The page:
BlueCross BlueShield of Tennessee Medical Policy Manual

Spinal Cord Stimulation for the Treatment of Pain


Standard spinal cord stimulation (SCS; also known as dorsal column stimulation) delivers low-frequency electrical stimulation percutaneously into the epidural space of the spinal cord to block the sensation of pain for individuals with chronic neuropathic pain in the trunk or limbs. SCS has been proposed for a wide variety of chronic refractory pain conditions, including pain associated with cancer, failed back pain syndromes, arachnoiditis, and complex regional pain syndrome. An additional SCS modality is high-frequency spinal cord stimulation, which uses electrical stimulation at 10-kHz, and is sometimes referred to as HF-10 therapy.

Spinal cord stimulation devices consist of implantable electrodes, a receiver/transducer, and a programmable transmitter that may be worn externally or may be fully implanted. An initial trial period of approximately 5-10 days is usually required, and if considered successful would be followed by implantation of the permanent spinal cord stimulator. Clinical trials typically define ‘success’ as a 45-50% or greater reduction in pain scores at the end of the 5-10 day trial period, even if that reduction was not sustained.

Dorsal root ganglion (DRG) are located between spinal nerves and the spinal cord on the posterior root and play an important role in neuropathic pain perception. Two examples of systems targeting the dorsal root ganglion have received approval or clearance from FDA. The Freedom® Spinal Cord Stimulator is a wireless injectable stimulator for treating chronic, intractable pain of the trunk and/or lower limbs. The device can be placed to target the spinal cord or dorsal root ganglion. The Axium® is an implanted system that delivers electrical stimulation to the dorsal root ganglion.





For individuals with treatment-refractory chronic pain of the trunk and limbs who have received spinal cord stimulation (SCS), high-frequency SCS or dorsal root ganglion (DRG) stimulation the evidence is sufficient to determine that the technology results in a meaningful improvement in the net health outcome.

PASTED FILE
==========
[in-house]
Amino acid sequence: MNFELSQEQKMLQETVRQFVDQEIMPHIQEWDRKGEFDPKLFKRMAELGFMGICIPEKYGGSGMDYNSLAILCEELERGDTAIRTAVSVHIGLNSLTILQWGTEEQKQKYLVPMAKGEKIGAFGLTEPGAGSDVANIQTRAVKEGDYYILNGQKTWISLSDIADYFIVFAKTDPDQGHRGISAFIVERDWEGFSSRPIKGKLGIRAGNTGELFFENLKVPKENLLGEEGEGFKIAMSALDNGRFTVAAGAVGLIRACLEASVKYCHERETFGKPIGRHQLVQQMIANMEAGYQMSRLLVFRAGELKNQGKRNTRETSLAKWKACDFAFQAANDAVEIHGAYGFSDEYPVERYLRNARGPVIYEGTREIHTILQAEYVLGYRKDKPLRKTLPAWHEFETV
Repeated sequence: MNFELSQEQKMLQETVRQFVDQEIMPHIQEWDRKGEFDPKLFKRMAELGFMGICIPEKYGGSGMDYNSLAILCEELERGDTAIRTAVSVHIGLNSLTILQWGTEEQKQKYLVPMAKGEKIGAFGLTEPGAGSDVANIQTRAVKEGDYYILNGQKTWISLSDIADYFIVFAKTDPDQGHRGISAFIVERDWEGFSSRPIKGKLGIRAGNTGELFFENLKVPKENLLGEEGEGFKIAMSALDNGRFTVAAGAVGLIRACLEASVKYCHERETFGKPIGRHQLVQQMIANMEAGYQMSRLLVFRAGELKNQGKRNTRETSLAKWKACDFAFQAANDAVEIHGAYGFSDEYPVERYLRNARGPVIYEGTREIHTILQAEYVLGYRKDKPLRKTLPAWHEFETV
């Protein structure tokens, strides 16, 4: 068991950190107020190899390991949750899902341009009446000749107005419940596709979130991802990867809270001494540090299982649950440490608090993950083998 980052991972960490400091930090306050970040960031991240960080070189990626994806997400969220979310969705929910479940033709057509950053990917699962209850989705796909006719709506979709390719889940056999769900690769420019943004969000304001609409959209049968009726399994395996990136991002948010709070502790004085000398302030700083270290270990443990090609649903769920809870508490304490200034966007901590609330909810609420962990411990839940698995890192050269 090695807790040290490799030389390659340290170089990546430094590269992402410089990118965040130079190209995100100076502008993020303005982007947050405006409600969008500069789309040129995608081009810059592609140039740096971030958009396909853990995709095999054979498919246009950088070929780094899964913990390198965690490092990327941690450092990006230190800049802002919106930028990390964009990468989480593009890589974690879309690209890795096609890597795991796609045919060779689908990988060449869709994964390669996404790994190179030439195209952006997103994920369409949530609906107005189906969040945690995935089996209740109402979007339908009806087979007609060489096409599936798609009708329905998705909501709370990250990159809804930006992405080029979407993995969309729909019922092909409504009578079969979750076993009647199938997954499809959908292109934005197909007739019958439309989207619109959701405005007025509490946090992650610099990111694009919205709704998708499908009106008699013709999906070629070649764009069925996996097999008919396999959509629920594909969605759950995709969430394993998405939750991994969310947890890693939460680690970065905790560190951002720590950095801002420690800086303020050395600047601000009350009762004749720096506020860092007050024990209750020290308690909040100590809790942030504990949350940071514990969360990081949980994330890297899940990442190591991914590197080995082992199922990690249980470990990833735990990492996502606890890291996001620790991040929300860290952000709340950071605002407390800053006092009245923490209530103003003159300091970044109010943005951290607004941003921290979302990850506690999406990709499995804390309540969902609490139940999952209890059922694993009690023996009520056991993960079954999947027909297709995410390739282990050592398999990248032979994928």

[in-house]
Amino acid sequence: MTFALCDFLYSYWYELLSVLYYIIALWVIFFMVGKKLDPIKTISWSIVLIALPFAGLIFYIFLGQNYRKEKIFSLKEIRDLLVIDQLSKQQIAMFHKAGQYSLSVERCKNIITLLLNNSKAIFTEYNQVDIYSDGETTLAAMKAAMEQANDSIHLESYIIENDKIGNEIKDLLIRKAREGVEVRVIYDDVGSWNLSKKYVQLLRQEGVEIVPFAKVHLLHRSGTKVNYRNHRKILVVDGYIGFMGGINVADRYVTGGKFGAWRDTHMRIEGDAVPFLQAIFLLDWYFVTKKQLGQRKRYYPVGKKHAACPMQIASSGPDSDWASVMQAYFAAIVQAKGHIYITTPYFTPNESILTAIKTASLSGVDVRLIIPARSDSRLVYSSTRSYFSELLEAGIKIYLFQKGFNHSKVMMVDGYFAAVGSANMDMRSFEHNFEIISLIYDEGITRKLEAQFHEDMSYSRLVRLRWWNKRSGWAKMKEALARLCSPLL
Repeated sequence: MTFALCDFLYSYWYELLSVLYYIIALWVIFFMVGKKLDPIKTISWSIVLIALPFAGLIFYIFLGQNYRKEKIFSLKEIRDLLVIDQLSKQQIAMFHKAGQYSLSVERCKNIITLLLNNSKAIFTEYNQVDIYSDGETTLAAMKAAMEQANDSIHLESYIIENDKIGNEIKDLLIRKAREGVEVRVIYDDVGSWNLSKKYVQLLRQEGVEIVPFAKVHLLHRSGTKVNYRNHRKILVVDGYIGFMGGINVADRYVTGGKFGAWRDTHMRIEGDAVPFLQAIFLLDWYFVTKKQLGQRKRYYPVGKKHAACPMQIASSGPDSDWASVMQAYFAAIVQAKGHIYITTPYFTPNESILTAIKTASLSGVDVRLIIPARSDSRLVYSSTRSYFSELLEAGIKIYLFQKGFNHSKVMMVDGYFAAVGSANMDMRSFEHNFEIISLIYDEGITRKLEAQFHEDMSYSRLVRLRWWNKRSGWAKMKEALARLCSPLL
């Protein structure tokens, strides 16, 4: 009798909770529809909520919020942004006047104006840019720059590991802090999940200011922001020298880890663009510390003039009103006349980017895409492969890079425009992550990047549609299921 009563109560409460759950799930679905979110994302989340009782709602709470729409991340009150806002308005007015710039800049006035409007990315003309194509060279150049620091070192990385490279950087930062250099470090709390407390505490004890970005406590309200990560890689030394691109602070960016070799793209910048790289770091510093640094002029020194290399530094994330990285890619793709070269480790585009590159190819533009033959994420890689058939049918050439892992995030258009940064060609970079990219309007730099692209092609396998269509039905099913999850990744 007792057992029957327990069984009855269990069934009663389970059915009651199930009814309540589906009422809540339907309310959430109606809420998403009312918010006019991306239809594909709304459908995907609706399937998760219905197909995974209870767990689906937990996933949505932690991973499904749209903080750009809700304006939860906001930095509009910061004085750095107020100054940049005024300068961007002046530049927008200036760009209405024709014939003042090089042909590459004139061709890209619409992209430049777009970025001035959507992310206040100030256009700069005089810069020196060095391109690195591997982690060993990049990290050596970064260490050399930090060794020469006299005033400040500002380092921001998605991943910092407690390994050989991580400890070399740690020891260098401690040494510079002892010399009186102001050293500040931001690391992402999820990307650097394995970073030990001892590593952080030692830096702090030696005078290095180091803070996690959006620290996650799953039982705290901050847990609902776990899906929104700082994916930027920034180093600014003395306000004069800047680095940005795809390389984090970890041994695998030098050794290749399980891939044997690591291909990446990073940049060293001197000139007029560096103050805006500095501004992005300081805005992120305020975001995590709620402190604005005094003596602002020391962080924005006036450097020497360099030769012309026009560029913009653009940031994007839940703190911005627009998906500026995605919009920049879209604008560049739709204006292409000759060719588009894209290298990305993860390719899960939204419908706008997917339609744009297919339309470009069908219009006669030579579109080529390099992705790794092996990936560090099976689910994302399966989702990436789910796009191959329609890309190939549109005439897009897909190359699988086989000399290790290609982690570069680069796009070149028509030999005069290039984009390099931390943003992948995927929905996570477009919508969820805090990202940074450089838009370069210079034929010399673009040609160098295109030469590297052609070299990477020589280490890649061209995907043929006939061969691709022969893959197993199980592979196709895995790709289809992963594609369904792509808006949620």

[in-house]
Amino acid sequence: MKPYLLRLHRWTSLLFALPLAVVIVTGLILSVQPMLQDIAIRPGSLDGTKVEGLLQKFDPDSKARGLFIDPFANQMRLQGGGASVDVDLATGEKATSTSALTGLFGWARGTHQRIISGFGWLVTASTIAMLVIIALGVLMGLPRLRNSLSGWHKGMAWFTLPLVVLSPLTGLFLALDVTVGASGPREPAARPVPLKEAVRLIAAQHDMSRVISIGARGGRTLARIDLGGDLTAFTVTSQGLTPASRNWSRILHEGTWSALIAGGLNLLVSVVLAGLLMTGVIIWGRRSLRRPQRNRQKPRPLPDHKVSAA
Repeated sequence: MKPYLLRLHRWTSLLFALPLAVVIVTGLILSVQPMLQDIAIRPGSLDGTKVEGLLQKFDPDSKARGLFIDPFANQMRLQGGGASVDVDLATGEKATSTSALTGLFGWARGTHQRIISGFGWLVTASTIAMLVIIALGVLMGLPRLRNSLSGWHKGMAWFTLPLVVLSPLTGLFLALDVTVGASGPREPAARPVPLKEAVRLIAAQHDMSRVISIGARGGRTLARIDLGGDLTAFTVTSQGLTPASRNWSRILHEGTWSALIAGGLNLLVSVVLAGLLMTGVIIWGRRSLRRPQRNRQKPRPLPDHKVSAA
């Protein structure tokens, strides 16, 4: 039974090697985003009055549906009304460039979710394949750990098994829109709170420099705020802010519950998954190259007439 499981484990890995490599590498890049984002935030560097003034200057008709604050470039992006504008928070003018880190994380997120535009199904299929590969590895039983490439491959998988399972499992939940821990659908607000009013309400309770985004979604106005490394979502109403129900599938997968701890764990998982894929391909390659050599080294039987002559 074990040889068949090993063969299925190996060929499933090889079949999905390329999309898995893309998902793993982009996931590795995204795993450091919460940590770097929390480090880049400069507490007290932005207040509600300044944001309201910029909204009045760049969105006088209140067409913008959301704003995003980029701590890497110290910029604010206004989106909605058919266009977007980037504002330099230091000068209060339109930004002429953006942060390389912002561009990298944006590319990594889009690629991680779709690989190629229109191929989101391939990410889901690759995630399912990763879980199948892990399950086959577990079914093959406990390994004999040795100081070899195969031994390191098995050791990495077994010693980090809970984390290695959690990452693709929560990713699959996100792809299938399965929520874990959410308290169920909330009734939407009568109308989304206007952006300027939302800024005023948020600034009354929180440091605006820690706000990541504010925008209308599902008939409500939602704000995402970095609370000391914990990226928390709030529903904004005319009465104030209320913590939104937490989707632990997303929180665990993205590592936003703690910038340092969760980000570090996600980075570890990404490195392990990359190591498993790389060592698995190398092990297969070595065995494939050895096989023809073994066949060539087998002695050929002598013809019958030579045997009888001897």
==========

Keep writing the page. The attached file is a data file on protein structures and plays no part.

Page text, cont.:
Al-Kaisy, A., Van Buyten, J. P., Smet, I., Palmisani, S., Pang, D., & Smith, T. (2013). Sustained effectiveness of 10 kHz high-frequency spinal cord stimulation for patients with chronic, low back pain: 24-month results of a prospective multicenter study. Pain Medicine, 2013. (Level 3 evidence)

American Academy of Pain Medicine. (2008, June). Position statement on spinal cord neurostimulation. Retrieved June 13, 2017 from

American Association of Neurological Surgeons. (2018). Spinal cord stimulation. Retrieved May 21, 2018 from

American Society of Interventional Pain Physicians. (2013). An update of comprehensive evidence-based guidelines for interventional techniques of chronic spinal pain. Part II: guidance and recommendations. Retrieved May 12, 2016 from

BlueCross BlueShield Association. Evidence Positioning System. (5:2019). Spinal cord and dorsal root ganglion stimulation (7.01.25). Retrieved May 10, 2019 from (66 articles and/or guidelines reviewed)

Centers for Medicare & Medicaid Services. NCD for electrical nerve stimulators (160.7). Retrieved April 15, 2019 from

Deer, T.R., Levy, R.M., Kramer, J., Poree, L., Amirdelfan, K., Grigsby, E., et al. (2017). Dorsal root ganglion stimulation yielded higher treatment success rate for complex regional pain syndrome and causalgia at 3 and 12 months: a randomized comparative trial. Pain, 158 (4), 669-681. (Level 2 evidence)

ECRI Institute. Emerging Technology Evidence Report. (2017, November). Dorsal root ganglion neurostimulation for treating complex regional pain syndrome types I and II. Retrieved May 17, 2018 from ECRI Institute. (155 articles/guidelines reviewed)

European Academy of Neurology. (2016). EAN guidelines on central neurostimulation therapy in chronic pain conditions. European Journal of Neurology, 23, 1489-1499.

Grider, J., Manchikanti, L., Carayannopoulos, A., Sharma, M. L., Balog, C. C., Harned, M. E., et al. (2016). Effectiveness of spinal cord stimulation in chronic spinal pain: a systematic review. Pain Physician, 19, E33-E54. (Level 2 evidence)